DIY Themes has a great post on how to get better at using Twitter. We have lots of folks in our Boot Camps who struggle to figure out Twitter — what exactly it’s good for, and how you can attract followers. Well, you could do a lot worst than following the advice in this list:
1. Be Funny and Witty
This makes sense. People like people who can make them laugh. Go figure .
For this, let’s look no further than Chris Pearson, the king of witty and snarky tweets.
“Me + hair gel + no shower = Don King” – Original Tweet
However, if you’re struggling to be funny, there are proven joke templates that you can follow to work on your humor.
To walk you through that, I’ll share my favorite which is called “the rule of three.”
Here’s how it works:
You’ll need a list of three items, 2 normal items, and one ridiculous item. Much like what Chris Pearson did in his tweet—Me (normal), Hair Gel (normal), and No Shower (ridiculous).
As another example, let’s look at the famous Chris Rock joke from one of his standup comedy shows “Women like food, water, and compliments.”
This is a perfect template for Twitter because it’s short, and can fit in 140 characters or less.
2. Create Curiosity
I’ve written about this before, but to rehash, the easiest way to create curiosity is by opening an information gap.
What’s an information gap?
As George Loewenstein puts it, an information gap is the crevice between what people know and what people want to know.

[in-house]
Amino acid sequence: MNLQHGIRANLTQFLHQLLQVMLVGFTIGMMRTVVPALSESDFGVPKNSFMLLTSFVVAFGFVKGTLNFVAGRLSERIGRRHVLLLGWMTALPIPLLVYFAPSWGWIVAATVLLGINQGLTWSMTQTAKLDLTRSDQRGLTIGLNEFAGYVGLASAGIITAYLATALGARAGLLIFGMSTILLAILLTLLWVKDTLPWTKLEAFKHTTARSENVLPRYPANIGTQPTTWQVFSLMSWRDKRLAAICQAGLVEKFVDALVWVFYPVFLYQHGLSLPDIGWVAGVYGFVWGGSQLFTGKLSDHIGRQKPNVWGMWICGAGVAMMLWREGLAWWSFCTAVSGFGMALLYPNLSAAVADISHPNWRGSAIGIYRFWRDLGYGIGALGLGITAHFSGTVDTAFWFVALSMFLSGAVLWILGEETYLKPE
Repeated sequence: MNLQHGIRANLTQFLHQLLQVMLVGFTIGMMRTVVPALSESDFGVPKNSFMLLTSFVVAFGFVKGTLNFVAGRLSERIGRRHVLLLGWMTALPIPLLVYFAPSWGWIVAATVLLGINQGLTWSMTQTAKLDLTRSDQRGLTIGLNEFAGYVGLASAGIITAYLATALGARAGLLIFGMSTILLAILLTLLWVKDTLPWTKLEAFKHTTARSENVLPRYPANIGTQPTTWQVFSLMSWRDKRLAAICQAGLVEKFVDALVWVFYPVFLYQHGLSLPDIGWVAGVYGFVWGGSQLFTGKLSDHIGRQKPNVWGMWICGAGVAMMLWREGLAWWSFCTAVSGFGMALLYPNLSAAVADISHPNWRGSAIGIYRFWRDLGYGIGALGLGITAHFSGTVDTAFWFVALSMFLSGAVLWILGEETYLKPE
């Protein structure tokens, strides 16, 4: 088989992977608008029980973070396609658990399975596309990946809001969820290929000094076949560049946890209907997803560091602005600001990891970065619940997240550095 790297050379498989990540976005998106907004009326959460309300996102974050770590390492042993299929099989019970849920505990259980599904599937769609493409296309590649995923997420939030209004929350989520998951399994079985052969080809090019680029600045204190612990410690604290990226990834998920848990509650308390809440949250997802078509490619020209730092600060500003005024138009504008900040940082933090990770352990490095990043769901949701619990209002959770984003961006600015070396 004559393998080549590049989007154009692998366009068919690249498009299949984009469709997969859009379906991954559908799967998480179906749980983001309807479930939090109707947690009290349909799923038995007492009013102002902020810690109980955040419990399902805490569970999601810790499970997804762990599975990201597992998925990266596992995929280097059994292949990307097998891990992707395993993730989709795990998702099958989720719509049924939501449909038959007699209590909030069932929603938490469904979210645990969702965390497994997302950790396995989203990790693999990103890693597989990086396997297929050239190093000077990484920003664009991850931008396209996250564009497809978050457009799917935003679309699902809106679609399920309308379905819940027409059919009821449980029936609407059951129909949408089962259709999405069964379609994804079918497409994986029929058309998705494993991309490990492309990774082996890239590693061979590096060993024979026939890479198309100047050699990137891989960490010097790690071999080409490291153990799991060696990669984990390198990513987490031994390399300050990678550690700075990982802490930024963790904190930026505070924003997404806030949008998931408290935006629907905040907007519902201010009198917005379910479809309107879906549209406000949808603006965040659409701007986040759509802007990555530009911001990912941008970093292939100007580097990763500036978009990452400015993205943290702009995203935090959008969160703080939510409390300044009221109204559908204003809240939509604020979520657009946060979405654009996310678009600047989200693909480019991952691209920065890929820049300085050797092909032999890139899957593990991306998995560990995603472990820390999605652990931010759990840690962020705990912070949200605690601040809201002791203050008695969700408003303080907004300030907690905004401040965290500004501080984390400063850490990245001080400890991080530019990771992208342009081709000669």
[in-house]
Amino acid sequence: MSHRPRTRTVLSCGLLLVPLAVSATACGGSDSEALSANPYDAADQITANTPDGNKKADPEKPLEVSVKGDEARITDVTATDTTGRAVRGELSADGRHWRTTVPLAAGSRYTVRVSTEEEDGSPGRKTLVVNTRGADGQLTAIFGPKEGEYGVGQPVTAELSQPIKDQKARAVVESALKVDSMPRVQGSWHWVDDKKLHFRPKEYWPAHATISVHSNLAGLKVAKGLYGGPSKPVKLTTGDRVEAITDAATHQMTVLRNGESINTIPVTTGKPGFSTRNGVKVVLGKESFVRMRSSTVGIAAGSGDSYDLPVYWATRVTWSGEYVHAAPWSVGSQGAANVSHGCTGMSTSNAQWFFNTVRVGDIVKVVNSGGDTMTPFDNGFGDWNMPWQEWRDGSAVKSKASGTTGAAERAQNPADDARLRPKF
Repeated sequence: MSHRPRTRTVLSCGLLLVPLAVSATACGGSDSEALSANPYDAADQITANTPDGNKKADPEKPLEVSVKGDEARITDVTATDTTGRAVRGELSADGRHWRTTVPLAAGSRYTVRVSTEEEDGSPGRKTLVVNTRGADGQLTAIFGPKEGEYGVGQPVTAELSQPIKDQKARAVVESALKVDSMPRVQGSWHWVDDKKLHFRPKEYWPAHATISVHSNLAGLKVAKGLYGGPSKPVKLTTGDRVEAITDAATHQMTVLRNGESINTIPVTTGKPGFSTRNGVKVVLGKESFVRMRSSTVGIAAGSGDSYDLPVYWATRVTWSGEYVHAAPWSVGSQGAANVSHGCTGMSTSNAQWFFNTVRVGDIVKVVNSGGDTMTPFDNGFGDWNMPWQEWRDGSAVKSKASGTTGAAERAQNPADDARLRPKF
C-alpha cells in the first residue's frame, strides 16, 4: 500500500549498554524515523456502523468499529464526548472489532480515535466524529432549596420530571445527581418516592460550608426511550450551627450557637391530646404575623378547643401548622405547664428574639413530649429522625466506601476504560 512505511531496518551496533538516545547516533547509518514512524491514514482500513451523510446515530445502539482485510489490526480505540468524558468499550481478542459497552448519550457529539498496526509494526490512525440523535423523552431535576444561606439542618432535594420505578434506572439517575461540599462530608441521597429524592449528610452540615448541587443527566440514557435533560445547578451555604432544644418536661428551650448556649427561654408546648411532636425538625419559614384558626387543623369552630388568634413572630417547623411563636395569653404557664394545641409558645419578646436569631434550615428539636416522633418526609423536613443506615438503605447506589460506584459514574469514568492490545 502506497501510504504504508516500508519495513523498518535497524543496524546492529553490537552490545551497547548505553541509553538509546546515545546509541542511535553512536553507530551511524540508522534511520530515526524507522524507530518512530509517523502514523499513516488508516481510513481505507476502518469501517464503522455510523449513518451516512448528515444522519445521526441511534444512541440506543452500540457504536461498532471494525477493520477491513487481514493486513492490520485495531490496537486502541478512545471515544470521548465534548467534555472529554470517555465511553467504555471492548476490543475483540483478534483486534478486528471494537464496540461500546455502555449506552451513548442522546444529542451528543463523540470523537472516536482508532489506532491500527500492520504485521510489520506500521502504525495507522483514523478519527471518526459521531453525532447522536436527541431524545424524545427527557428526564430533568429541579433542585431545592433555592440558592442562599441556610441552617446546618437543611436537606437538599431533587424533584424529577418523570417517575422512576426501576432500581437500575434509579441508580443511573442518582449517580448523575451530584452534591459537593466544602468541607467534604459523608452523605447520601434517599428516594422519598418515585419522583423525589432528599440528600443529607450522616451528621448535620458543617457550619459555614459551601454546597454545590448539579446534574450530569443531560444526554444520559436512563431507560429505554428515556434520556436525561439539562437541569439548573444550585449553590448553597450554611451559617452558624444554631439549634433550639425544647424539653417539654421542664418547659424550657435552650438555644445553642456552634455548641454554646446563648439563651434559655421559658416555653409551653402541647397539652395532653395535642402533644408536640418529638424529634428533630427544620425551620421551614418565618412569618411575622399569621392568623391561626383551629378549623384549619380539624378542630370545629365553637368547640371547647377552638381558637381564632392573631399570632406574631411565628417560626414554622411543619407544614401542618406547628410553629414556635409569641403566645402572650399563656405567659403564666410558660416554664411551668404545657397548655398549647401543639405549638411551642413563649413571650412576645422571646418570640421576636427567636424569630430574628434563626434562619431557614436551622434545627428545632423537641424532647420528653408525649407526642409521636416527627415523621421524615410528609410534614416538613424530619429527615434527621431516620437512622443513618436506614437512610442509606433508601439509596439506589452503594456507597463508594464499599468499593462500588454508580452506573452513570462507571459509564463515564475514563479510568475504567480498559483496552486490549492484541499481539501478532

How can you do that on Twitter? Let me show you one of my tweets as an example:
“You’ve got to see this graph showing a possible link between SAT scores and income – http://bit.ly/zlIN6Y” – Original Tweet
See what I did there?
I didn’t tell people about the link, I told people about a graph, and if they wanted to see the link, they’d have to look at the graph.
What happens then? If people read that, chances are the gap between what they know and wanted to know was successfully created.
3. Be Interesting
To be interesting, you’ve got to introduce your followers to people, places, or ideas they may not have heard about.
In other words, you’ve got to break out of the “echo chamber.”
For example, over on my Twitter account, I often share links to articles about neuroscience, psychology, and other things related to human behavior.
Yes, my target audience are business owners and entrepreneurs, but I’m one of the few people who connect human behavior with online marketing. So, when I introduce an academic researcher they haven’t heard of before, they can’t help but be interested.
Read the whole article here.